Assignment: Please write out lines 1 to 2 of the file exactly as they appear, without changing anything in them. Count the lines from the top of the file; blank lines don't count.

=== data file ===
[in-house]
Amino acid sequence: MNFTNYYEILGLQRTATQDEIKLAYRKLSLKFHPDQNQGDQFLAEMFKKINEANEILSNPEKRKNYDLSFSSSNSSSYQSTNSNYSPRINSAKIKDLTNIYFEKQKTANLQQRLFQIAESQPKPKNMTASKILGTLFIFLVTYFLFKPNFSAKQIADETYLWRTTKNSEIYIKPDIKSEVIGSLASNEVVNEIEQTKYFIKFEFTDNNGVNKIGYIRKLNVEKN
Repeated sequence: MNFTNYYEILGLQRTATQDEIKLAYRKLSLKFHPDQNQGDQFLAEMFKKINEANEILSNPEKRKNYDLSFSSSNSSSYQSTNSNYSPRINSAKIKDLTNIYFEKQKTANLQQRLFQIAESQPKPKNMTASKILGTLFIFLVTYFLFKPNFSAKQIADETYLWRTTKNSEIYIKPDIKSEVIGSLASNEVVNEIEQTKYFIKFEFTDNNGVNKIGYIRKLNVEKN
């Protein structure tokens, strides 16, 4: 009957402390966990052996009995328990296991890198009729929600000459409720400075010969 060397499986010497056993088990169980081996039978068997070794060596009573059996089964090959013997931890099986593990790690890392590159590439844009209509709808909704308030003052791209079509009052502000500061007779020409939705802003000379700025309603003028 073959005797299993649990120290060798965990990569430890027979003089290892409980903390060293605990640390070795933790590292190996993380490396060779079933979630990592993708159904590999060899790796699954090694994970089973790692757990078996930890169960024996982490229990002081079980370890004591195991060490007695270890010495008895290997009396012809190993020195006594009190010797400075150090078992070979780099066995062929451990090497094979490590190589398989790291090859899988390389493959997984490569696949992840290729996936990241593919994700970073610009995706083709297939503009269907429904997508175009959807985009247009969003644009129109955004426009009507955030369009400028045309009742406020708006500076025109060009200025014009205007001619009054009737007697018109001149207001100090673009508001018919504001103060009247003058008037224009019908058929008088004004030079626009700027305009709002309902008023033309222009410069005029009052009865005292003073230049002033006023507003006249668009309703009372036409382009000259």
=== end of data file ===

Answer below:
[in-house]
Amino acid sequence: MNFTNYYEILGLQRTATQDEIKLAYRKLSLKFHPDQNQGDQFLAEMFKKINEANEILSNPEKRKNYDLSFSSSNSSSYQSTNSNYSPRINSAKIKDLTNIYFEKQKTANLQQRLFQIAESQPKPKNMTASKILGTLFIFLVTYFLFKPNFSAKQIADETYLWRTTKNSEIYIKPDIKSEVIGSLASNEVVNEIEQTKYFIKFEFTDNNGVNKIGYIRKLNVEKN